Bundaberg Brewed Drinks is using locally grown lemon myrtle from Fiona Walker's Flavours of Bundaberg in its latest release, the Ginger Beer and Lemon Myrtle brew.
Lemon myrtle leaves are generally dried and milled to be used as tea or a flavour ingredient. Essential oil is also extracted from the leaf through steam distilling.
“I started to grow foliage for the florist and then realised the lemon myrtle was a little special and we could smell it and thought this is so beautiful,” Fiona said.
“It’s an amazing smell and it just runs through your body – I really love it.”
Fiona said lemon myrtle had a lot of diversity and could be used in a range of recipes from scones and biscuits to beverages including a new local cocktail, the Cliff Hanger.
Only grower in the Bundaberg Region
There are 300 mature lemon myrtle trees on Fiona’s Gooburrum property and she said she could be the only grower in the Bundaberg Region.
“There are not many lemon myrtle growers around, I know down at Byron Bay there are some, and up at the Whitsundays, but I’m not aware of any here,” Fiona said.
She said it took a couple of years for each plant to become mature enough to use and there was unique regime to making sure the full flavour was captured.
Fiona harvests the lemon myrtle with her daughter, April Logan, just before the full moon and at first light of a morning; she said this helped draw the sap and citral out of the Australian native.
Then the leaves were placed on the flat-drying trays and are dried for about five weeks in Fiona's drying house, which enhances the flavour.
Citral is the chemical component that gives all lemons, lemongrass and lemon myrtle their scent.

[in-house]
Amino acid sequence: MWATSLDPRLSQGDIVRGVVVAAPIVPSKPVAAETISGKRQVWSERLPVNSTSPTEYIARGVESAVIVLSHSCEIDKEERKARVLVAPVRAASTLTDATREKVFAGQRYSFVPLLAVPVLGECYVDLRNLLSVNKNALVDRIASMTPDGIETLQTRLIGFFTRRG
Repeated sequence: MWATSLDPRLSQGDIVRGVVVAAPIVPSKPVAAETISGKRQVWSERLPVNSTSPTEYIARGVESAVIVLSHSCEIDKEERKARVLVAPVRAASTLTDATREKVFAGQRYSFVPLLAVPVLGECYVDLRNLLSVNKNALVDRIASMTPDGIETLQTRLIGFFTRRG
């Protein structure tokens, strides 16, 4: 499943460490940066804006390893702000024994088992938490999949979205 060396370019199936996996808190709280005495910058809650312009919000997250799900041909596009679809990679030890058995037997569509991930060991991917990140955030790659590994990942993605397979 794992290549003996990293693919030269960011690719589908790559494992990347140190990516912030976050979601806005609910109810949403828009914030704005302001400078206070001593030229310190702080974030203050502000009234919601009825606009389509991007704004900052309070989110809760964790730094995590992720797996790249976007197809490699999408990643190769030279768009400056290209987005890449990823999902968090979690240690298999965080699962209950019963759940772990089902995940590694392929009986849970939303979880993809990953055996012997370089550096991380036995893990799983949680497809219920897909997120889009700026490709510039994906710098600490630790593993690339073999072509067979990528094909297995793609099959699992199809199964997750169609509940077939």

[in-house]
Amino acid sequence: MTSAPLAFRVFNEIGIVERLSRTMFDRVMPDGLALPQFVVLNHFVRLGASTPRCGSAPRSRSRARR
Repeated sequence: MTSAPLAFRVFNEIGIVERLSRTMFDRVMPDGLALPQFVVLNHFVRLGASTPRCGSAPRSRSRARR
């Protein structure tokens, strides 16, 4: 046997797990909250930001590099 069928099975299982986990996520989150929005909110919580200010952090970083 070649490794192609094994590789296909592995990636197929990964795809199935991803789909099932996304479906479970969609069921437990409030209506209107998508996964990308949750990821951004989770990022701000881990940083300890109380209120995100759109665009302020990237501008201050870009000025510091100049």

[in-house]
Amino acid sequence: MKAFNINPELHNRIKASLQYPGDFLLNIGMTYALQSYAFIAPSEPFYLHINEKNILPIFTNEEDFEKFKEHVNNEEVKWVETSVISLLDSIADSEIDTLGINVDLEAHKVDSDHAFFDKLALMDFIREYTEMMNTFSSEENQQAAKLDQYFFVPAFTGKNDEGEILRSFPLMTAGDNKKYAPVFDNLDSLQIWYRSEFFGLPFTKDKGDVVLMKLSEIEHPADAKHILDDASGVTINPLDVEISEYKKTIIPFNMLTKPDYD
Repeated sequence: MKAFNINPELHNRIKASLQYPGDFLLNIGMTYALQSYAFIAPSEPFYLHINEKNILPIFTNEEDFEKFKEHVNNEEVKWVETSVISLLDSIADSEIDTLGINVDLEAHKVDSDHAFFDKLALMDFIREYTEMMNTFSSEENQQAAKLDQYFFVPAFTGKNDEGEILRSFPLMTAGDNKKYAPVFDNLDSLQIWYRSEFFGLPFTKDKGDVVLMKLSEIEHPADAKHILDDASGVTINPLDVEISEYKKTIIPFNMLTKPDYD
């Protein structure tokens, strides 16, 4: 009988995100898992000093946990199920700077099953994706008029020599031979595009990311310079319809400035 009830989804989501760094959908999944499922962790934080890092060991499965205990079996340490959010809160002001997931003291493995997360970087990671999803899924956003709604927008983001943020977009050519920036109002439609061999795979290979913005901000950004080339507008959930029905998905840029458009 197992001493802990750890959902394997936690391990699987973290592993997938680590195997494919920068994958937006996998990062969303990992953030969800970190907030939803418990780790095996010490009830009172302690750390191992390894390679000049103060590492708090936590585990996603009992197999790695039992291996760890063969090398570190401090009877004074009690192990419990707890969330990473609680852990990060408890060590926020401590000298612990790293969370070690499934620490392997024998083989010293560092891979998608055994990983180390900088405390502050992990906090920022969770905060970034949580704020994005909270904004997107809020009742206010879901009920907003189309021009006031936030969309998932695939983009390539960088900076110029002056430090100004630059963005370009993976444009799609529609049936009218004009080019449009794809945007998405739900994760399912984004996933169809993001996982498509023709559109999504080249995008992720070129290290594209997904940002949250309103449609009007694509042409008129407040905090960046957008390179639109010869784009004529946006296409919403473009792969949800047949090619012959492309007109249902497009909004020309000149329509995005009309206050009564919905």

Fiona said there was more citrus in lemon myrtle than there was in lemons or lemongrass, and the flavour was often described as more lemon than lemon, but it added a subtle taste rather than overpowering tang.
Locally, Fiona’s lemon myrtle has also been added to a variety of local recipes including the Sombrero Cerveza beer at the The Brewhouse, beverages at Kalki Moon and recipes at local cafes including Alowishus Delicious and Nourish to name a few.
“It’s great that local businesses are working together to create new products that have never been around before and all stem from the region,” she said.
Fiona said the feedback she’d received from the community about the flavour of Bundaberg Brewed Drinks newest addition has been comforting to say the least.
Lemon myrtle has many uses
You can hear the passion in Fiona’s voice as she shares information about lemon myrtle, whether it’s in about the harvesting process or how she created a cream made from lemon myrtle to help people’s pets with skin conditions.
“Lemon myrtle has antibacterial and antifungal properties in it to help soothe and heal hotspots and Queensland itch on dogs,” she said.
Indigenous Australians have long used lemon myrtle as a healing plant and in cuisine.
Fiona said there are numerous recipes available to use her lemon myrtle products in, including lemon myrtle and macadamia biscuits, which are easy to make and people love.
Lemon myrtle and macadamia biscuits recipe
- 200g butter
- 100g sugar
- 225g self-raising flour
- 1 tsp lemon myrtle
- Preheat the oven to 200 degrees
- Cream butter and sugar, then add nuts
- Add lemon myrtle and mix
- Add flour, mix should look crumbly, sticky and easy to mould
- Roll into balls, place on greased tray, press down with fork until a little flat
- Bake 10-15 minutes or until golden
- Cool and store in airtight container
- Bundaberg Brewed Drinks announced their new flavour, Ginger Beer and Lemon Myrtle, at Parliament